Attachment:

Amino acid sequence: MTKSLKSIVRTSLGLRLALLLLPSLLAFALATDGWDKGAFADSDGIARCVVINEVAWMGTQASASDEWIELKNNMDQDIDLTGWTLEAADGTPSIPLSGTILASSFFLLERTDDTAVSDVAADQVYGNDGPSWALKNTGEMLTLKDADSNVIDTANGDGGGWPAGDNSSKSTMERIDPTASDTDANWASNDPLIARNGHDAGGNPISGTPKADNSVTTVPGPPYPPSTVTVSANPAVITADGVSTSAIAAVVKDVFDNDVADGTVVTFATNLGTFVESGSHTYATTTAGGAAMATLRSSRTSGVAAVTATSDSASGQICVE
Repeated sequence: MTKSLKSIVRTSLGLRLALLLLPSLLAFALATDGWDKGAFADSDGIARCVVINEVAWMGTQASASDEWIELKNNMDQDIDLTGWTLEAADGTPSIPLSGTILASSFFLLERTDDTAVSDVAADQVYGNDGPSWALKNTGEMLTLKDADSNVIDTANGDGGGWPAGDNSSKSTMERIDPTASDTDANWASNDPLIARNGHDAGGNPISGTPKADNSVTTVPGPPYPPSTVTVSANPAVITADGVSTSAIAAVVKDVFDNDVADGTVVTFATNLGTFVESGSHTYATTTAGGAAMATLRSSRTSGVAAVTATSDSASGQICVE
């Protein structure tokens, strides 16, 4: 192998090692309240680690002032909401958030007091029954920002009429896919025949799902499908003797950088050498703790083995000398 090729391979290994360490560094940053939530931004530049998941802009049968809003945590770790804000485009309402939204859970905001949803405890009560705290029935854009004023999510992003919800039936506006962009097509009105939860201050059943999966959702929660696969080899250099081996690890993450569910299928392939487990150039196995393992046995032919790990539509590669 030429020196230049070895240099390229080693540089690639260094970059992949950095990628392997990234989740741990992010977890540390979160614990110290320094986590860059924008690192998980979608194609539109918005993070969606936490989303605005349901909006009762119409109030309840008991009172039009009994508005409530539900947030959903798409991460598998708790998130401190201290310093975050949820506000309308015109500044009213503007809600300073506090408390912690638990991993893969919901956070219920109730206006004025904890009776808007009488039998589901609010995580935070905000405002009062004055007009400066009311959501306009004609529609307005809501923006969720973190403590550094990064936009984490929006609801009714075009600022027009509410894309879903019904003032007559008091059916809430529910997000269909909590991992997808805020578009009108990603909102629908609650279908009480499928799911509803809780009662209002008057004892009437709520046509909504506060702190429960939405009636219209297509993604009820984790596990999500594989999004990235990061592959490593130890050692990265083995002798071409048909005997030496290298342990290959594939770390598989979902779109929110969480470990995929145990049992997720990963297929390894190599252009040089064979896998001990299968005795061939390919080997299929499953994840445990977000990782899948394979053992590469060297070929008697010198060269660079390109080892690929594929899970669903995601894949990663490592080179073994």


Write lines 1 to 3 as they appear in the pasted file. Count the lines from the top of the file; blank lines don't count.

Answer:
Amino acid sequence: MTKSLKSIVRTSLGLRLALLLLPSLLAFALATDGWDKGAFADSDGIARCVVINEVAWMGTQASASDEWIELKNNMDQDIDLTGWTLEAADGTPSIPLSGTILASSFFLLERTDDTAVSDVAADQVYGNDGPSWALKNTGEMLTLKDADSNVIDTANGDGGGWPAGDNSSKSTMERIDPTASDTDANWASNDPLIARNGHDAGGNPISGTPKADNSVTTVPGPPYPPSTVTVSANPAVITADGVSTSAIAAVVKDVFDNDVADGTVVTFATNLGTFVESGSHTYATTTAGGAAMATLRSSRTSGVAAVTATSDSASGQICVE
Repeated sequence: MTKSLKSIVRTSLGLRLALLLLPSLLAFALATDGWDKGAFADSDGIARCVVINEVAWMGTQASASDEWIELKNNMDQDIDLTGWTLEAADGTPSIPLSGTILASSFFLLERTDDTAVSDVAADQVYGNDGPSWALKNTGEMLTLKDADSNVIDTANGDGGGWPAGDNSSKSTMERIDPTASDTDANWASNDPLIARNGHDAGGNPISGTPKADNSVTTVPGPPYPPSTVTVSANPAVITADGVSTSAIAAVVKDVFDNDVADGTVVTFATNLGTFVESGSHTYATTTAGGAAMATLRSSRTSGVAAVTATSDSASGQICVE
């Protein structure tokens, strides 16, 4: 192998090692309240680690002032909401958030007091029954920002009429896919025949799902499908003797950088050498703790083995000398 090729391979290994360490560094940053939530931004530049998941802009049968809003945590770790804000485009309402939204859970905001949803405890009560705290029935854009004023999510992003919800039936506006962009097509009105939860201050059943999966959702929660696969080899250099081996690890993450569910299928392939487990150039196995393992046995032919790990539509590669 030429020196230049070895240099390229080693540089690639260094970059992949950095990628392997990234989740741990992010977890540390979160614990110290320094986590860059924008690192998980979608194609539109918005993070969606936490989303605005349901909006009762119409109030309840008991009172039009009994508005409530539900947030959903798409991460598998708790998130401190201290310093975050949820506000309308015109500044009213503007809600300073506090408390912690638990991993893969919901956070219920109730206006004025904890009776808007009488039998589901609010995580935070905000405002009062004055007009400066009311959501306009004609529609307005809501923006969720973190403590550094990064936009984490929006609801009714075009600022027009509410894309879903019904003032007559008091059916809430529910997000269909909590991992997808805020578009009108990603909102629908609650279908009480499928799911509803809780009662209002008057004892009437709520046509909504506060702190429960939405009636219209297509993604009820984790596990999500594989999004990235990061592959490593130890050692990265083995002798071409048909005997030496290298342990290959594939770390598989979902779109929110969480470990995929145990049992997720990963297929390894190599252009040089064979896998001990299968005795061939390919080997299929499953994840445990977000990782899948394979053992590469060297070929008697010198060269660079390109080892690929594929899970669903995601894949990663490592080179073994």